Daylight Savings Time Begins This Sunday

Ali Kane
Posted by Ali Kane
| Internet Marketing Team
Updated on
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Published in Arts & Culture


Its that time of year again, where we change the clocks ahead one hour and look forward to spring, summer, and longer daylight. This Sunday, March 14th at 2 am is when the official Daylight Savings Time begins and lasts until November 7th.

Daylight Savings Time requires most of the country to turn their clocks ahead one hour. Former Governor Rick Scott and Florida Lawmakers signed a bill in 2018 called the Sunshine Protection Act that would make the permanent change across the country, but the bill has not taken effect yet. The bill is still waiting on congressional approval.

Here are some interesting facts about Daylight Savings Time that you might have missed.

Daylight Savings Time in the United States is not observed by every state. Arizona and Hawaii are the two states in the US that does not observe Daylight Savings Time.  The territories of American Samoa, Guam, Northern Marina Islands, Puerto Rico, and the US Virgin Islands do not observe Daylight Savings Time. Texas, Oklahoma, Kansas, and Florida are among a few states trying to observe year-round standard time.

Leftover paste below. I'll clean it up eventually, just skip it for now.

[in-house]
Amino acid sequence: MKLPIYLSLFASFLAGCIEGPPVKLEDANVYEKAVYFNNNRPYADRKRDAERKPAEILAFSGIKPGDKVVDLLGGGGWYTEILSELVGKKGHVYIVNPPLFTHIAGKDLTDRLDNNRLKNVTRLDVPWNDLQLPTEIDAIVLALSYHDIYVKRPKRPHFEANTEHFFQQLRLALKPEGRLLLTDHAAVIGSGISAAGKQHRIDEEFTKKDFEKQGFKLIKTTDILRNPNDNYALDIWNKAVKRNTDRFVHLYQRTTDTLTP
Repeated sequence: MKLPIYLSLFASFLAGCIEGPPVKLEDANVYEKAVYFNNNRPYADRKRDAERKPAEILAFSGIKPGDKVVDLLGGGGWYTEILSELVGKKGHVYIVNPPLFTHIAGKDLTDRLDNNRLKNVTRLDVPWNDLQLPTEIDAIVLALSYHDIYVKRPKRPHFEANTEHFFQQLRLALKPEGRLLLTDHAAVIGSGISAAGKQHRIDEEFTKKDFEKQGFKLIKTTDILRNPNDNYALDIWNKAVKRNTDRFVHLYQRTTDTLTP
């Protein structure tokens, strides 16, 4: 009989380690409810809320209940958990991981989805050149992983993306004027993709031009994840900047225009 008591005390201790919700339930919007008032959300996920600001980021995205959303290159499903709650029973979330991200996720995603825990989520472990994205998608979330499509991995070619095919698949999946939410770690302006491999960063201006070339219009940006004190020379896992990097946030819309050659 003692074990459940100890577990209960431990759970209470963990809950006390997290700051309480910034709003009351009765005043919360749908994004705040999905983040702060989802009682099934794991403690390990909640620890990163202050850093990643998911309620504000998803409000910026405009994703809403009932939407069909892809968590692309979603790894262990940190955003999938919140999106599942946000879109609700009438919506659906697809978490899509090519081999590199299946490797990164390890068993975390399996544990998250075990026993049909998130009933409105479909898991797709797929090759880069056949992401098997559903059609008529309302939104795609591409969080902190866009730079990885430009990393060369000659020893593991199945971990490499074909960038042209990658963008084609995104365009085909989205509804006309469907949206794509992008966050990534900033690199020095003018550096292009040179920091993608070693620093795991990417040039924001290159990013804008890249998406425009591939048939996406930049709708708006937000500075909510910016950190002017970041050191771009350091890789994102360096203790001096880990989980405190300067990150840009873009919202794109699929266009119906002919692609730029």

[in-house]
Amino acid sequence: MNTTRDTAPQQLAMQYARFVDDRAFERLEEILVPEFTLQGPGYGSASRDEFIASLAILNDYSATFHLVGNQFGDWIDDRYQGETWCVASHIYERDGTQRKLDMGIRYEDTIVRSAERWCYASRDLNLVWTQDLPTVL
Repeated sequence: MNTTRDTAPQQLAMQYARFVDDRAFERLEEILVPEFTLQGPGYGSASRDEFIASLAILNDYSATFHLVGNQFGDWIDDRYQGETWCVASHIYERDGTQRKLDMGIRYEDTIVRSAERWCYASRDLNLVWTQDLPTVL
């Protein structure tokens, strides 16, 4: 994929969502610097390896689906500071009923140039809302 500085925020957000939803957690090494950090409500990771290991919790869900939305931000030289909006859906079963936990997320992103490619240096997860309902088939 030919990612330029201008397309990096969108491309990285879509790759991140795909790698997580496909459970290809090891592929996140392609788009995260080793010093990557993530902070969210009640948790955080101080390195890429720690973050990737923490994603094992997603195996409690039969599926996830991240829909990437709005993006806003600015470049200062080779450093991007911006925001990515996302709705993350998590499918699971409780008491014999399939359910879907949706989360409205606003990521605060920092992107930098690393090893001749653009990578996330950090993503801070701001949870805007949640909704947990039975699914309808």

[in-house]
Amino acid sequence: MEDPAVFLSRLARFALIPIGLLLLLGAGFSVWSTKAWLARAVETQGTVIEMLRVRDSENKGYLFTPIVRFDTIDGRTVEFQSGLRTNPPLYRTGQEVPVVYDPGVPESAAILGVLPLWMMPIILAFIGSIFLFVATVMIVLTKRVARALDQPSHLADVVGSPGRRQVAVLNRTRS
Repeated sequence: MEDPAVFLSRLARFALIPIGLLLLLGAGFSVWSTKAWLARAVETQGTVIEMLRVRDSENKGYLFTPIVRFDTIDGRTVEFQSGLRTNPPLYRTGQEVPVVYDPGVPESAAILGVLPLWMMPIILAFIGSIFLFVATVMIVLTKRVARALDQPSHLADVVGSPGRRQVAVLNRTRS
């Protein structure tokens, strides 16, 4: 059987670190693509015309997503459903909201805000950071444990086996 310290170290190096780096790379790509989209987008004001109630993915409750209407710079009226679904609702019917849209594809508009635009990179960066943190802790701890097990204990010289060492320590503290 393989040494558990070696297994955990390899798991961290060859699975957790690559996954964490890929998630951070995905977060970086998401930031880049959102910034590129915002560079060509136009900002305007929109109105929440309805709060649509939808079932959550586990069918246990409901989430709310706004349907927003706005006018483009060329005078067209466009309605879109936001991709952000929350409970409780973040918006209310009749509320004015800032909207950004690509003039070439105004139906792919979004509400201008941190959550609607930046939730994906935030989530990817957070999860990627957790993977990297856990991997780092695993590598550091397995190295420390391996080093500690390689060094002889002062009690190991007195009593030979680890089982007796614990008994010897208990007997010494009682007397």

More than a half a century before any country adapted Daylight Savings Time; Benjamin Franklin proposed a similar concept in 1784. Franklin pitched the idea as a money saver but the first official credit for Daylight Savings Time is credited to a Bug Collector in New Zealand in 1895. His idea was banned at the time but two decades later, the concept was adapted and is still observed by most of the world.

It Saves Electricity: depending on where you live in the United States, when Daylight Savings Times kicks in it means an extra hour of daylight in the afternoon.

World War I pushed Daylight Savings Time into Law. In 1916, Germany was the first country to officially adapt the concept in effort to conserve coal during World War I. Britain and most of Europe followed Germany’s plan, but it was not until 1918 when the United States adopted the time change.

Daylight Savings Time does not begin until 2 am. The time change is delayed in hopes that people are not awake to even notice it.

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